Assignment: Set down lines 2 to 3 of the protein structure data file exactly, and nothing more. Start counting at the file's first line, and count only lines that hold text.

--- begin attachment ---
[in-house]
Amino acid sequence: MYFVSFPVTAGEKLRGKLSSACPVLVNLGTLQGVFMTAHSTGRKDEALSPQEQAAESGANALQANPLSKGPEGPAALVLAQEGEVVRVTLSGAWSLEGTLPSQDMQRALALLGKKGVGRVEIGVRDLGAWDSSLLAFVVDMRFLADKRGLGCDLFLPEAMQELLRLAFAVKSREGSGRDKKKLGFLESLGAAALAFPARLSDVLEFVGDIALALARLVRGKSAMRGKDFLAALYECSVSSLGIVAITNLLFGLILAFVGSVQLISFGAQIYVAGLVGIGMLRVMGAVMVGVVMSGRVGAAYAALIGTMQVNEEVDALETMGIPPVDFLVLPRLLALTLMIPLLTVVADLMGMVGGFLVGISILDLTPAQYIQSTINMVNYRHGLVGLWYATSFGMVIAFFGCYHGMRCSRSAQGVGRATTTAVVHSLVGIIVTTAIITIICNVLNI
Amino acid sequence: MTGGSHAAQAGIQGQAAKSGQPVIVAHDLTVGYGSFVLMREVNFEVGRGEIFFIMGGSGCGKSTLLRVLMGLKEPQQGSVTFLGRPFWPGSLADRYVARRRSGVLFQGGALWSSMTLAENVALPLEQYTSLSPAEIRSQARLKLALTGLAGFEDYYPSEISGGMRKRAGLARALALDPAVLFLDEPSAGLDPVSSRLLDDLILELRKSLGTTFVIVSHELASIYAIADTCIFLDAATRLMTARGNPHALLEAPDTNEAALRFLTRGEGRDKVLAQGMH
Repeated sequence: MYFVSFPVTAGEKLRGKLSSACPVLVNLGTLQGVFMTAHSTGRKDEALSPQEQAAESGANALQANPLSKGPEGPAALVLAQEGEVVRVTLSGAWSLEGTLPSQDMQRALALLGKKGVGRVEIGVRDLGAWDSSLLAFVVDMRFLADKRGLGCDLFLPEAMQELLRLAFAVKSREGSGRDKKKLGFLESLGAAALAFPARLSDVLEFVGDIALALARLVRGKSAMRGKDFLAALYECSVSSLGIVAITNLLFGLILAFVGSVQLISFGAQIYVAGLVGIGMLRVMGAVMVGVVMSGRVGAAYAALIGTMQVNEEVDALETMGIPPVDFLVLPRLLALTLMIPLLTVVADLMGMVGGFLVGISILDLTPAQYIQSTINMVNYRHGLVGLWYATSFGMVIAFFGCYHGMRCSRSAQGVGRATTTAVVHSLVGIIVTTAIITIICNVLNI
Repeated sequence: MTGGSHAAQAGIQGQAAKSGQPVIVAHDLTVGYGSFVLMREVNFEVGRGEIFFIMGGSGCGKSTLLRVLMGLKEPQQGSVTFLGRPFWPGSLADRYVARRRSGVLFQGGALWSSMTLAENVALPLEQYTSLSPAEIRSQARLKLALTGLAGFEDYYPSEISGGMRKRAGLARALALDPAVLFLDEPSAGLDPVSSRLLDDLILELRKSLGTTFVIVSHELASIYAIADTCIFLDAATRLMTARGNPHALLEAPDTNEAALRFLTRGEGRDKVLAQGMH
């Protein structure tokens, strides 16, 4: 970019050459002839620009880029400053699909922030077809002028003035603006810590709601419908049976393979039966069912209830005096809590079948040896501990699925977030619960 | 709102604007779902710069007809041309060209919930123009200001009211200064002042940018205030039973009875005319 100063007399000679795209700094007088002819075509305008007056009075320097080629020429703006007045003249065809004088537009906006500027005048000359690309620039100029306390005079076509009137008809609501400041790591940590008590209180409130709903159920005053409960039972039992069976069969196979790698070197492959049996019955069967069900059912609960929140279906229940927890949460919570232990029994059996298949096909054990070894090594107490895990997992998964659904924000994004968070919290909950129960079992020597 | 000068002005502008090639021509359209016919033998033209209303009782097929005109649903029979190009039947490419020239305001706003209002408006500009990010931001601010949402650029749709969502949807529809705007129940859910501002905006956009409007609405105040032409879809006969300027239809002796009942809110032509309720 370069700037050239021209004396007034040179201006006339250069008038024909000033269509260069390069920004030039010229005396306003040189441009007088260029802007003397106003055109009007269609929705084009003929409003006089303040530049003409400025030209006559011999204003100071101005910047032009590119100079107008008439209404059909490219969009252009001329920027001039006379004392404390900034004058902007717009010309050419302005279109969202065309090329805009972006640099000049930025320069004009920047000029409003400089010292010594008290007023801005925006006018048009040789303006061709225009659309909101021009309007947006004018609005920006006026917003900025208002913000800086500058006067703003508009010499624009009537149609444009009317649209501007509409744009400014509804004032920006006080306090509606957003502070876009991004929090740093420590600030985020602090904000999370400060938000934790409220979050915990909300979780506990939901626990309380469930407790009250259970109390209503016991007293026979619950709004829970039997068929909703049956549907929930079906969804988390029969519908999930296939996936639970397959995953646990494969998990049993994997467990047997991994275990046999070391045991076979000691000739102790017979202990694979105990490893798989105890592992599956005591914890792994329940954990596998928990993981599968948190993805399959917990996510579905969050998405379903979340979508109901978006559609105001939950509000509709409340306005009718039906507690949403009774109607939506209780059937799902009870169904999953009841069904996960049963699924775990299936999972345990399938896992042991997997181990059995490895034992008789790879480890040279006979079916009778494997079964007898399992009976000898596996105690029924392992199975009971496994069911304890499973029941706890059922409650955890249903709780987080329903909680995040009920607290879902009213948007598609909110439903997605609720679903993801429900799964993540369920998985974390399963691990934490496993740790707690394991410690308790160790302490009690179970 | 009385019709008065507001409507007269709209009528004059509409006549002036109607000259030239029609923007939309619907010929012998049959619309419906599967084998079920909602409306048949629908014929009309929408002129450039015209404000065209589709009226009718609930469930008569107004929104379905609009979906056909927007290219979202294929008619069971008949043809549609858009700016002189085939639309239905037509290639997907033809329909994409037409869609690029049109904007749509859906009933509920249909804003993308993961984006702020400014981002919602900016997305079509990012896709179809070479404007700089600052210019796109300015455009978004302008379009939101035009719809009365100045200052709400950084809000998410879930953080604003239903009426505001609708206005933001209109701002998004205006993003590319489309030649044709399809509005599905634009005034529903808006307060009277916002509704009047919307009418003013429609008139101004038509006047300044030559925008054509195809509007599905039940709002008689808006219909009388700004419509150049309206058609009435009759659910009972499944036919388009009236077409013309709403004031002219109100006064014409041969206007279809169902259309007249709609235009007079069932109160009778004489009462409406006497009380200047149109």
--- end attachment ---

Amino acid sequence: MYFVSFPVTAGEKLRGKLSSACPVLVNLGTLQGVFMTAHSTGRKDEALSPQEQAAESGANALQANPLSKGPEGPAALVLAQEGEVVRVTLSGAWSLEGTLPSQDMQRALALLGKKGVGRVEIGVRDLGAWDSSLLAFVVDMRFLADKRGLGCDLFLPEAMQELLRLAFAVKSREGSGRDKKKLGFLESLGAAALAFPARLSDVLEFVGDIALALARLVRGKSAMRGKDFLAALYECSVSSLGIVAITNLLFGLILAFVGSVQLISFGAQIYVAGLVGIGMLRVMGAVMVGVVMSGRVGAAYAALIGTMQVNEEVDALETMGIPPVDFLVLPRLLALTLMIPLLTVVADLMGMVGGFLVGISILDLTPAQYIQSTINMVNYRHGLVGLWYATSFGMVIAFFGCYHGMRCSRSAQGVGRATTTAVVHSLVGIIVTTAIITIICNVLNI
Amino acid sequence: MTGGSHAAQAGIQGQAAKSGQPVIVAHDLTVGYGSFVLMREVNFEVGRGEIFFIMGGSGCGKSTLLRVLMGLKEPQQGSVTFLGRPFWPGSLADRYVARRRSGVLFQGGALWSSMTLAENVALPLEQYTSLSPAEIRSQARLKLALTGLAGFEDYYPSEISGGMRKRAGLARALALDPAVLFLDEPSAGLDPVSSRLLDDLILELRKSLGTTFVIVSHELASIYAIADTCIFLDAATRLMTARGNPHALLEAPDTNEAALRFLTRGEGRDKVLAQGMH